The Student News Site of Chatham University


The Student News Site of Chatham University


The Student News Site of Chatham University


Chatham seniors celebrate 116 days until graduation

On Friday, Jan. 22, in what is quickly becoming an established campus tradition, Chatham University hosted its third annual “116 Days Until Graduation,” a mixer and motivational event for graduating seniors.

The intimate affair, hosted in the Mellon Board Room, drew a crowd of approximately 30 people.  Starting with hors d’oeuvres and drinks, the event allowed seniors to mingle with the staff in attendance, including event organizer Assistant Director of Alumni Relations Dana DePasquale and Assistant Dean for Career Development Dr. Sean McGreevey, as well as several Chatham alumni.

After a half an hour of mixing and mingling students were encouraged to make their way towards a seating area in the back of the room in anticipation for the evening’s main event, Keynote speaker and 2013 Chatham alumna Emily Cassel.

Introduced by Chatham Student Government president Sarah Jugovic, who took the opportunity to plug the senior class gift of Adirondack chairs and picnic tables for the quad, and to promote the fundraising event “Moonlight Boozy Breakfast” on Thursday, Feb. 18, Cassel — an entrepreneur, Women’s Leadership Coach, and Sisterhood Expert — took the floor amidst a round of applause.

Cassel began by saying that not too long ago she was sitting in the exact same place as the student’s in attendance.  She explained that there is a space between the “now” and any big event, adding, “how infrequently we appreciate the time between, because we’re so focused on that big event.”

She then encouraged students to close their eyes and imagine meeting themselves 116 days in the future. She asked them to think, “What do I need to know right now that would help me become more like [my future self].”

After giving everyone a chance to think for a while, Cassel asked the audience for words and themes that described their future selves, and received answer like “balanced,” and “stress-free.” She went on to say this is a technique that professional athletes often use, and one that she use with her clients.

Cassel then went on to give a little bit of her own background, explaining that her passions in college were positive psychology — how to move someone from their baseline mental and emotional state, to a better and more positive one — and nutrition, and how her first job out of college, working at Whirl Magazine’s Edible Allegheny publication, was fun, but didn’t feel like “it” for her.  

“Our purpose is a line,” she explained, “ and everyone once in awhile our path crosses over that line and we feel really good and exciting and enthusiastic.”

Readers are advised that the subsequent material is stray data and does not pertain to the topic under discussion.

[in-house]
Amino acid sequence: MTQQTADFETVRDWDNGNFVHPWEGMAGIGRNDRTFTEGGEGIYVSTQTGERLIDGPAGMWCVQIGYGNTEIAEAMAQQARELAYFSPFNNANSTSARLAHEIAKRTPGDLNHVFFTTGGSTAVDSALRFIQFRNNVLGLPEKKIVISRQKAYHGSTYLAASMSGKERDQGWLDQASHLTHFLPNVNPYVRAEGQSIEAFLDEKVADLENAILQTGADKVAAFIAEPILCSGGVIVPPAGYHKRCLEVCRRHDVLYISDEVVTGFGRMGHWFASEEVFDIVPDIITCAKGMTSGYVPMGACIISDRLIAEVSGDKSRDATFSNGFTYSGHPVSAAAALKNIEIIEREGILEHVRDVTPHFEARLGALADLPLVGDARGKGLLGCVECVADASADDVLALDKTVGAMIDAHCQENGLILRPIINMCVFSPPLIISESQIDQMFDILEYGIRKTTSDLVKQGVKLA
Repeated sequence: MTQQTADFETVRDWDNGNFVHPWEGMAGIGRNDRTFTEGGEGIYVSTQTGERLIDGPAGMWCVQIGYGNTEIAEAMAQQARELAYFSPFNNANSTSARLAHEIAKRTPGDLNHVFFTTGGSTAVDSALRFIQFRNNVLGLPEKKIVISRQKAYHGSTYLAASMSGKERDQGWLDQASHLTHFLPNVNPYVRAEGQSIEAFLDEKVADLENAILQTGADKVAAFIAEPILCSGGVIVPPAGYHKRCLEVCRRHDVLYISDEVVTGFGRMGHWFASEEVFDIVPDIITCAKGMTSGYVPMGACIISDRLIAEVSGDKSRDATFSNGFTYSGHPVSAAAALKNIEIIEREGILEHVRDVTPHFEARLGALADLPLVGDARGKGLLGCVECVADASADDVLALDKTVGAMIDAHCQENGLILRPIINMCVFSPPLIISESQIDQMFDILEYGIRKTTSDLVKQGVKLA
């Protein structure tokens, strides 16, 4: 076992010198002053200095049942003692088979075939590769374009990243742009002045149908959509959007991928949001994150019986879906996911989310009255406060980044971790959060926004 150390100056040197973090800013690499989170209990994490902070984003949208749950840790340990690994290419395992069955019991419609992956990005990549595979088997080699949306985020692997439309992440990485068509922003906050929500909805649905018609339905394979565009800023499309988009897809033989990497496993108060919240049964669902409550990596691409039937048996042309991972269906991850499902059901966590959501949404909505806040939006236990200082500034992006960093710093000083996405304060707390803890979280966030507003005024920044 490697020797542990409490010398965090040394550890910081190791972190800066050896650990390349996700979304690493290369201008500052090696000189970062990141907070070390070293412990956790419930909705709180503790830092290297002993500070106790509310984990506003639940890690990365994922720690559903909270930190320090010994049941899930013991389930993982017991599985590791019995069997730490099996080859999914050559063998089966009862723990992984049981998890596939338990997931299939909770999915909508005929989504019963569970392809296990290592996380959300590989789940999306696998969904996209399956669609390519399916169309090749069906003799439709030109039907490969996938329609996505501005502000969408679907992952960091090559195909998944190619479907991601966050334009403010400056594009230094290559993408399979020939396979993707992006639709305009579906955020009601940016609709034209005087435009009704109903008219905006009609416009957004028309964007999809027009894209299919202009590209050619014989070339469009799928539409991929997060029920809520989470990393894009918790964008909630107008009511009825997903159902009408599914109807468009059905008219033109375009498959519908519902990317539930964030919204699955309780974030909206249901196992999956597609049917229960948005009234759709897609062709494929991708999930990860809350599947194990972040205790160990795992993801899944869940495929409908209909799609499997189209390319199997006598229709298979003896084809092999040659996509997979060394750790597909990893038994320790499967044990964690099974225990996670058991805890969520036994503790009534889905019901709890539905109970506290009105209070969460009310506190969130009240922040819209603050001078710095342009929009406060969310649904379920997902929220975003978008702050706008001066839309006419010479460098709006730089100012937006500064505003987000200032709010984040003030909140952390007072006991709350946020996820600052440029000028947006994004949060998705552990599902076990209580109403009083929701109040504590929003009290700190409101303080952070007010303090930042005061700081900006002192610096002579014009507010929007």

So, as she said, she thought back about what made her excited, and the answer was positive psychology and coaching, so she took a risk and decided to start her own business.

As she said, “the quality of your life is in direct proportion to the amount of uncertainty you can handle.  

“Taking those leap of faith the best things you can do,” she added.  “We’re kind of risk averse as human, but you don’t have to say yes to that human monkey mind that says that any time to take a risk you will die.”

Cassel said that as soon as she branched out on her own the opportunities came flooding in, and with it the lifestyle that she wanted that allowed her to have clients, take care of herself, work from home if she wanted to, and generally be an activist and coach for women.

“My challenge for you over the next 116 days is to not be afraid to ask for what you want,” she said, adding, “what do you want your day to look like, how do you want to feel, what kind of impact do you want to have on the world at large?”

Her final advice was to say that success is about more than just the end goal, and that everyone in attendance should give themselves permission to “be in the process,” and to remember to take care of themselves.

After the address Cassel spent some time answer audience questions, after which McGreevey took the stage to give closing remarks and remind student that the office of Career Development exists to do more than just edit resumes.

As he said, “interviews are resumes are about telling your story.  Thinking about the things that are behind, and being able to tell that story to the people in front of you.”

McGreevy concluded by saying how proud he is of the people that the senior will become, and initiating a toast to the senior class.

After the speakers, students were once again encouraged to talk o the alumni in attendance, and ask for advice for their futures.

Cassel also encouraged student to contact her with any question via email at [email protected].

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